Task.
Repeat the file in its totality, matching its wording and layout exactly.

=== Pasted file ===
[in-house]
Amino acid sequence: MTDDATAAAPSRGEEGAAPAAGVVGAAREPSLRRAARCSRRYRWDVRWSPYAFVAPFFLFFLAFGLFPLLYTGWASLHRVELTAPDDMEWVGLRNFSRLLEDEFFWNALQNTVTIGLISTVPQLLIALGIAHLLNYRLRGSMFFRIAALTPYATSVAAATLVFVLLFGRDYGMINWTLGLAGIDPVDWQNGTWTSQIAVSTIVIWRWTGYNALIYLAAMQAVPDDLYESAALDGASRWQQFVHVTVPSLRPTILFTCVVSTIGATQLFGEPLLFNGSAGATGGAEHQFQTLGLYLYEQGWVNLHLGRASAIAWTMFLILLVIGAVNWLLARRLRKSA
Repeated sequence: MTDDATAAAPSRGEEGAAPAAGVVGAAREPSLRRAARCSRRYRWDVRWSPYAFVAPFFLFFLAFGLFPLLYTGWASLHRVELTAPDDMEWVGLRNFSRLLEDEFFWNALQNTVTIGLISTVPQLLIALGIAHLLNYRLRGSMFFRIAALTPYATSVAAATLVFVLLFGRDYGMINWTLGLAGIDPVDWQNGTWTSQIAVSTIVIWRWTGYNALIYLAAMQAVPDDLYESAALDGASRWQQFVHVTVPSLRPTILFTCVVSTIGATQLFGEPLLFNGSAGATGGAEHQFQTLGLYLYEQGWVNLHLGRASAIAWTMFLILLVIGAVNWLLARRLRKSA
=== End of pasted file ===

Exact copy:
[in-house]
Amino acid sequence: MTDDATAAAPSRGEEGAAPAAGVVGAAREPSLRRAARCSRRYRWDVRWSPYAFVAPFFLFFLAFGLFPLLYTGWASLHRVELTAPDDMEWVGLRNFSRLLEDEFFWNALQNTVTIGLISTVPQLLIALGIAHLLNYRLRGSMFFRIAALTPYATSVAAATLVFVLLFGRDYGMINWTLGLAGIDPVDWQNGTWTSQIAVSTIVIWRWTGYNALIYLAAMQAVPDDLYESAALDGASRWQQFVHVTVPSLRPTILFTCVVSTIGATQLFGEPLLFNGSAGATGGAEHQFQTLGLYLYEQGWVNLHLGRASAIAWTMFLILLVIGAVNWLLARRLRKSA
Repeated sequence: MTDDATAAAPSRGEEGAAPAAGVVGAAREPSLRRAARCSRRYRWDVRWSPYAFVAPFFLFFLAFGLFPLLYTGWASLHRVELTAPDDMEWVGLRNFSRLLEDEFFWNALQNTVTIGLISTVPQLLIALGIAHLLNYRLRGSMFFRIAALTPYATSVAAATLVFVLLFGRDYGMINWTLGLAGIDPVDWQNGTWTSQIAVSTIVIWRWTGYNALIYLAAMQAVPDDLYESAALDGASRWQQFVHVTVPSLRPTILFTCVVSTIGATQLFGEPLLFNGSAGATGGAEHQFQTLGLYLYEQGWVNLHLGRASAIAWTMFLILLVIGAVNWLLARRLRKSA